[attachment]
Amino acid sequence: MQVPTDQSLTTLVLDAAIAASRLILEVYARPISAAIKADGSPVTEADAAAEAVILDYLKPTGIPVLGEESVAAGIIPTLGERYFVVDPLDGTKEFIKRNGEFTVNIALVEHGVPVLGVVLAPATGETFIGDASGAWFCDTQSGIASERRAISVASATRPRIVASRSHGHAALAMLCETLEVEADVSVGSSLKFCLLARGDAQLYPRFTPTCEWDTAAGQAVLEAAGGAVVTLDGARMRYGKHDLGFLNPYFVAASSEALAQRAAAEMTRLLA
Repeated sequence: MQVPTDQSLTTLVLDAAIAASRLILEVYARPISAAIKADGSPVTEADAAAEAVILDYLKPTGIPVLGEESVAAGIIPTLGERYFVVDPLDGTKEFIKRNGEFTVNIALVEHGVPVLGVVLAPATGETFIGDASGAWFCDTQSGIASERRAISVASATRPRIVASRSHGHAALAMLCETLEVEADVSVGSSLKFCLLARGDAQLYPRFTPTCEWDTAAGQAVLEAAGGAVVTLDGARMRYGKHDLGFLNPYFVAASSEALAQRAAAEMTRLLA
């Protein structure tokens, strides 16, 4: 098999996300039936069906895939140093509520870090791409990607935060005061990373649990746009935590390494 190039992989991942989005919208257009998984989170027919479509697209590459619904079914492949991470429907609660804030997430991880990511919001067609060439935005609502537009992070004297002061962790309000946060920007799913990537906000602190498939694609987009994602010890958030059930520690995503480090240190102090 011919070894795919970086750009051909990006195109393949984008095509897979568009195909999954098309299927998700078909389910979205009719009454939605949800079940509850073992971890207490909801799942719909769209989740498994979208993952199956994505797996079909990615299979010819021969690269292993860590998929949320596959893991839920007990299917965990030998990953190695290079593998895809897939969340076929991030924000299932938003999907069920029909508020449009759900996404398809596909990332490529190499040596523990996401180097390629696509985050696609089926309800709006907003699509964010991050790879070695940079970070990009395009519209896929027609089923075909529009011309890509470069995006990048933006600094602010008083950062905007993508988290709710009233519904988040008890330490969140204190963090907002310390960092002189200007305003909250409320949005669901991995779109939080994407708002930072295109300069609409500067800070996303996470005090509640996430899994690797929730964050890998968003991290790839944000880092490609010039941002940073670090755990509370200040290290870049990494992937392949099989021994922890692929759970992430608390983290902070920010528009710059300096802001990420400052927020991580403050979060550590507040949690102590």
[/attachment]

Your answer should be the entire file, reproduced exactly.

Amino acid sequence: MQVPTDQSLTTLVLDAAIAASRLILEVYARPISAAIKADGSPVTEADAAAEAVILDYLKPTGIPVLGEESVAAGIIPTLGERYFVVDPLDGTKEFIKRNGEFTVNIALVEHGVPVLGVVLAPATGETFIGDASGAWFCDTQSGIASERRAISVASATRPRIVASRSHGHAALAMLCETLEVEADVSVGSSLKFCLLARGDAQLYPRFTPTCEWDTAAGQAVLEAAGGAVVTLDGARMRYGKHDLGFLNPYFVAASSEALAQRAAAEMTRLLA
Repeated sequence: MQVPTDQSLTTLVLDAAIAASRLILEVYARPISAAIKADGSPVTEADAAAEAVILDYLKPTGIPVLGEESVAAGIIPTLGERYFVVDPLDGTKEFIKRNGEFTVNIALVEHGVPVLGVVLAPATGETFIGDASGAWFCDTQSGIASERRAISVASATRPRIVASRSHGHAALAMLCETLEVEADVSVGSSLKFCLLARGDAQLYPRFTPTCEWDTAAGQAVLEAAGGAVVTLDGARMRYGKHDLGFLNPYFVAASSEALAQRAAAEMTRLLA
């Protein structure tokens, strides 16, 4: 098999996300039936069906895939140093509520870090791409990607935060005061990373649990746009935590390494 190039992989991942989005919208257009998984989170027919479509697209590459619904079914492949991470429907609660804030997430991880990511919001067609060439935005609502537009992070004297002061962790309000946060920007799913990537906000602190498939694609987009994602010890958030059930520690995503480090240190102090 011919070894795919970086750009051909990006195109393949984008095509897979568009195909999954098309299927998700078909389910979205009719009454939605949800079940509850073992971890207490909801799942719909769209989740498994979208993952199956994505797996079909990615299979010819021969690269292993860590998929949320596959893991839920007990299917965990030998990953190695290079593998895809897939969340076929991030924000299932938003999907069920029909508020449009759900996404398809596909990332490529190499040596523990996401180097390629696509985050696609089926309800709006907003699509964010991050790879070695940079970070990009395009519209896929027609089923075909529009011309890509470069995006990048933006600094602010008083950062905007993508988290709710009233519904988040008890330490969140204190963090907002310390960092002189200007305003909250409320949005669901991995779109939080994407708002930072295109300069609409500067800070996303996470005090509640996430899994690797929730964050890998968003991290790839944000880092490609010039941002940073670090755990509370200040290290870049990494992937392949099989021994922890692929759970992430608390983290902070920010528009710059300096802001990420400052927020991580403050979060550590507040949690102590």